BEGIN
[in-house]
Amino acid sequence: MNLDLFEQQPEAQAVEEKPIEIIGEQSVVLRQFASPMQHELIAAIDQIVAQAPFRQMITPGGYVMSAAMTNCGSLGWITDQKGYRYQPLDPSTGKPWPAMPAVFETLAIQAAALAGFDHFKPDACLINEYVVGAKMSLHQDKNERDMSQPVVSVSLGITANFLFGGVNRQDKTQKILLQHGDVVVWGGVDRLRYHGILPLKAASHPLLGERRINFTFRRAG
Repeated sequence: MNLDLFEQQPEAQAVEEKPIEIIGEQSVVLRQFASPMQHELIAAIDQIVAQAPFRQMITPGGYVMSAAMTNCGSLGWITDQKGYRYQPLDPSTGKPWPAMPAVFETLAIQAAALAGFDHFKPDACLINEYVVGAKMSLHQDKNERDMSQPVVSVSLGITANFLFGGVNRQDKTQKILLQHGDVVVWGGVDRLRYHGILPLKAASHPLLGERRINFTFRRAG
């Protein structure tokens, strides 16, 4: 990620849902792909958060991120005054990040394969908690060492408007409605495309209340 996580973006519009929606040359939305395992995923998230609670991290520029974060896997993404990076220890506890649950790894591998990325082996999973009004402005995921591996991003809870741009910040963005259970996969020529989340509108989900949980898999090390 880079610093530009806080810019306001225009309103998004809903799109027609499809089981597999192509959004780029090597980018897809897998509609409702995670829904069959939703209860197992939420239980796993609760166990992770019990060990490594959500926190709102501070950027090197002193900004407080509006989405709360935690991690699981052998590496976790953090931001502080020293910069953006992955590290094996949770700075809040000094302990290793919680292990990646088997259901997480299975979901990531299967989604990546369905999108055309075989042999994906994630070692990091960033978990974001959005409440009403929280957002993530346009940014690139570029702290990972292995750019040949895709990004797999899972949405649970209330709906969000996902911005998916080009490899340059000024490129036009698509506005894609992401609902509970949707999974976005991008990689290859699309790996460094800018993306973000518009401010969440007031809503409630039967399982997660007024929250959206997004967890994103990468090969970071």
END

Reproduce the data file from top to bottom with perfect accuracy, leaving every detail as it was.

[in-house]
Amino acid sequence: MNLDLFEQQPEAQAVEEKPIEIIGEQSVVLRQFASPMQHELIAAIDQIVAQAPFRQMITPGGYVMSAAMTNCGSLGWITDQKGYRYQPLDPSTGKPWPAMPAVFETLAIQAAALAGFDHFKPDACLINEYVVGAKMSLHQDKNERDMSQPVVSVSLGITANFLFGGVNRQDKTQKILLQHGDVVVWGGVDRLRYHGILPLKAASHPLLGERRINFTFRRAG
Repeated sequence: MNLDLFEQQPEAQAVEEKPIEIIGEQSVVLRQFASPMQHELIAAIDQIVAQAPFRQMITPGGYVMSAAMTNCGSLGWITDQKGYRYQPLDPSTGKPWPAMPAVFETLAIQAAALAGFDHFKPDACLINEYVVGAKMSLHQDKNERDMSQPVVSVSLGITANFLFGGVNRQDKTQKILLQHGDVVVWGGVDRLRYHGILPLKAASHPLLGERRINFTFRRAG
């Protein structure tokens, strides 16, 4: 990620849902792909958060991120005054990040394969908690060492408007409605495309209340 996580973006519009929606040359939305395992995923998230609670991290520029974060896997993404990076220890506890649950790894591998990325082996999973009004402005995921591996991003809870741009910040963005259970996969020529989340509108989900949980898999090390 880079610093530009806080810019306001225009309103998004809903799109027609499809089981597999192509959004780029090597980018897809897998509609409702995670829904069959939703209860197992939420239980796993609760166990992770019990060990490594959500926190709102501070950027090197002193900004407080509006989405709360935690991690699981052998590496976790953090931001502080020293910069953006992955590290094996949770700075809040000094302990290793919680292990990646088997259901997480299975979901990531299967989604990546369905999108055309075989042999994906994630070692990091960033978990974001959005409440009403929280957002993530346009940014690139570029702290990972292995750019040949895709990004797999899972949405649970209330709906969000996902911005998916080009490899340059000024490129036009698509506005894609992401609902509970949707999974976005991008990689290859699309790996460094800018993306973000518009401010969440007031809503409630039967399982997660007024929250959206997004967890994103990468090969970071």